Heading away from Salena Street over to Wisconsin Avenue and other nearby streets, there are other Second Empire houses and storefronts.
But again, as can be seen further down the block, there are later Twentieth Century buildings, showing that there were still empty or reused lots as other uses were abandoned or sinkholes were filled in.
People often mistakenly believe that a house like the one below once had a neighbor to the left on the party wall. That is not necessarily so, but rather, as can be seen here, the house is merely built right up against the property line.
The house below has two doors; in this situation, the back door would have gone into the kitchen. In Victorian culture, uses would have been strictly separated, and things like groceries or garbage would not have been brought in the same door as guests or formal uses.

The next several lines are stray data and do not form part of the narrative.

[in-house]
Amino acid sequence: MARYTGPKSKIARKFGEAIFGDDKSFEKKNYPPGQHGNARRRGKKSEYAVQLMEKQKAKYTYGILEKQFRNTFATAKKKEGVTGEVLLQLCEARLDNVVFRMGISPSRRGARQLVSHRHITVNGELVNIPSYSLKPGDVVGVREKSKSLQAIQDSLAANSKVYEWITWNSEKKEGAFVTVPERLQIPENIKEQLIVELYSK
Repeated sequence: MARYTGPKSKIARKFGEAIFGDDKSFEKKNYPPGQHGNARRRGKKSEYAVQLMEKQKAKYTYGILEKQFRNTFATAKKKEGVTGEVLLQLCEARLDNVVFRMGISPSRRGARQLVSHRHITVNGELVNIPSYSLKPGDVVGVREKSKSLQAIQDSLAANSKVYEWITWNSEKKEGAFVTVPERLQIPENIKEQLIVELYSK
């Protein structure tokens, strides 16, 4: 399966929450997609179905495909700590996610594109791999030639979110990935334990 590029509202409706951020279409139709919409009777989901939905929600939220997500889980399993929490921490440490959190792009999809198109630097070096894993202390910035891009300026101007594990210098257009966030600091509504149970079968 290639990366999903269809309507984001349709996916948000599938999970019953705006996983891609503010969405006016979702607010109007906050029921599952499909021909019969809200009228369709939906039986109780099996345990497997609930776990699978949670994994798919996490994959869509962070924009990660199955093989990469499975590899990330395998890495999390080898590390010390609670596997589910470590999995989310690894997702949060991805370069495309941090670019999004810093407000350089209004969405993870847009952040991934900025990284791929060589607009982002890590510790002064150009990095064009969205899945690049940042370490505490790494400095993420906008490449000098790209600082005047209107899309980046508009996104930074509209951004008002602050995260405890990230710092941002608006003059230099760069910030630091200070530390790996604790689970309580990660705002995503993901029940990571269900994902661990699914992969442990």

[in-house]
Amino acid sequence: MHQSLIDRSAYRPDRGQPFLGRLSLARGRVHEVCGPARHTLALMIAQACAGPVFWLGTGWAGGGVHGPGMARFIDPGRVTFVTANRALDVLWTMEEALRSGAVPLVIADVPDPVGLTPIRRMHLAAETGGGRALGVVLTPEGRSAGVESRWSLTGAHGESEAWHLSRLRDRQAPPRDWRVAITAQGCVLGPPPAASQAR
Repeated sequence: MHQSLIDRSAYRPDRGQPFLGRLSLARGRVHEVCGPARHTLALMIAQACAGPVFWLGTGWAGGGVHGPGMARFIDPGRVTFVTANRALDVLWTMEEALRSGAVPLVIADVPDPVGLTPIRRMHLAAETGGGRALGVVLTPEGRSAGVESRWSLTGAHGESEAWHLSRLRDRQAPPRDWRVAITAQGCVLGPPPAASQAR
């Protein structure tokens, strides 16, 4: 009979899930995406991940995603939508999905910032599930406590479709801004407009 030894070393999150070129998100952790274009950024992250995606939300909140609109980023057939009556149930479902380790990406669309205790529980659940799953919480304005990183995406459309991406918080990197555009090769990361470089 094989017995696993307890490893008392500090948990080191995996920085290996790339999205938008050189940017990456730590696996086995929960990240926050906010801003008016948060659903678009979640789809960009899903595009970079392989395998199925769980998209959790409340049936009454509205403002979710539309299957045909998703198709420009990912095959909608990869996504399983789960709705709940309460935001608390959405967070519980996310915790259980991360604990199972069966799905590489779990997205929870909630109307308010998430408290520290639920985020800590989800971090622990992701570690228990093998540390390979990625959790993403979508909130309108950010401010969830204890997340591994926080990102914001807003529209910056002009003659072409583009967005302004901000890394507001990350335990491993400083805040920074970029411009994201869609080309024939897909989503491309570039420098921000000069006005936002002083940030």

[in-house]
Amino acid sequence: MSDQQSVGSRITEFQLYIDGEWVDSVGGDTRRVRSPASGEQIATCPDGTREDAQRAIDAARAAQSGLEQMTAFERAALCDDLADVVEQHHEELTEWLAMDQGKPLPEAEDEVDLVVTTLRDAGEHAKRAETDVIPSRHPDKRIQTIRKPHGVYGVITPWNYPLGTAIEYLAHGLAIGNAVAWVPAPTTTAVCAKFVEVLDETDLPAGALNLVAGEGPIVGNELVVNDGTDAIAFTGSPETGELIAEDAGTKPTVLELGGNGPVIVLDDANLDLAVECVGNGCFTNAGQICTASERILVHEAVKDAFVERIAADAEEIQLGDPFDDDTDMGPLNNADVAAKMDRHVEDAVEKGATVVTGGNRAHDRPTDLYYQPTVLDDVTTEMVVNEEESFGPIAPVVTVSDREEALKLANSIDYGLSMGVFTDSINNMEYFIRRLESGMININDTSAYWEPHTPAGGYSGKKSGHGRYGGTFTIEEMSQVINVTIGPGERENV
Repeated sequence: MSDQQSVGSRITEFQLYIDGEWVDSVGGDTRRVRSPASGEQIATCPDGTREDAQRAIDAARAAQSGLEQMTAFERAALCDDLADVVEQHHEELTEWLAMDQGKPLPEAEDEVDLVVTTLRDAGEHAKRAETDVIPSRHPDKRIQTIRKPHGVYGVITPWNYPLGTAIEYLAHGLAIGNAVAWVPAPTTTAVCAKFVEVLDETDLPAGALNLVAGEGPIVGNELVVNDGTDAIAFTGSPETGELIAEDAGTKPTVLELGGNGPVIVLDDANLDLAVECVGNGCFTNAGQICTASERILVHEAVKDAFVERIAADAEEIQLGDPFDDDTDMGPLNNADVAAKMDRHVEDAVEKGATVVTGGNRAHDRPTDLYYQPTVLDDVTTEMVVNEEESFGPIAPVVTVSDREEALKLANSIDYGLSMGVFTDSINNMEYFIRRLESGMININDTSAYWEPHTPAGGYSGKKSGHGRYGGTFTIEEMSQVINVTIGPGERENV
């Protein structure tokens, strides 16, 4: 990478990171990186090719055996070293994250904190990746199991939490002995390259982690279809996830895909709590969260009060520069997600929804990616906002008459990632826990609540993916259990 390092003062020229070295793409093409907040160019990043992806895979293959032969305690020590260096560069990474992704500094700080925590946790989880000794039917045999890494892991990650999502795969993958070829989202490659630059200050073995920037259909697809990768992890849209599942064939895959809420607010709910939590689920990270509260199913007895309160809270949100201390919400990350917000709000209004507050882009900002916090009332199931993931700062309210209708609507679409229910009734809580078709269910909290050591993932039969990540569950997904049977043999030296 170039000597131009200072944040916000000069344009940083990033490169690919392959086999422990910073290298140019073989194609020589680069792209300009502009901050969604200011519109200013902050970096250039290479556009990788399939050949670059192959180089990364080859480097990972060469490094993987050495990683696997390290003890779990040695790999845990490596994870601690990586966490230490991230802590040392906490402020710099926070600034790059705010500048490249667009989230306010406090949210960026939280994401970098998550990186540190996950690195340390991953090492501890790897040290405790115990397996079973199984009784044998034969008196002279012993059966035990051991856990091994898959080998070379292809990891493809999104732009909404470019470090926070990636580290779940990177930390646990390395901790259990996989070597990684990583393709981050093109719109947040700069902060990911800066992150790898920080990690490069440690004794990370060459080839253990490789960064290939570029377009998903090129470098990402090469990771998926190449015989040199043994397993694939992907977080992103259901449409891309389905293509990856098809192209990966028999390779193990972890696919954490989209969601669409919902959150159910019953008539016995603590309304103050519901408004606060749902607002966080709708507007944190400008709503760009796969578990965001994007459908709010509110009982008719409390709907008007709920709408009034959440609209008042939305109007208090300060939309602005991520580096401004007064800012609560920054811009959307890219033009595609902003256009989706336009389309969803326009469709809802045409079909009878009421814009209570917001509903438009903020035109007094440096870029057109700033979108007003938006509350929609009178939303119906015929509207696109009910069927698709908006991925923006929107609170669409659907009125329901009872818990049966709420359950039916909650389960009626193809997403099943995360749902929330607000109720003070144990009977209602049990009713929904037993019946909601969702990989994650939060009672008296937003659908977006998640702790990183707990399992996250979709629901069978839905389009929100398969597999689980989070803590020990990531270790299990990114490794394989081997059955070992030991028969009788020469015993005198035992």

Houses become even more elaborate as we approach Benton Park, as we see below is this dramatic Second Empire townhouse, which was perhaps owned by a brew master or other professional of the German American community, with Romanesque Revival influences showing through.
Finally, at Arsenal, a turreted store and apartment building with Queen Anne influence with Romanesque Revival massing faces the park.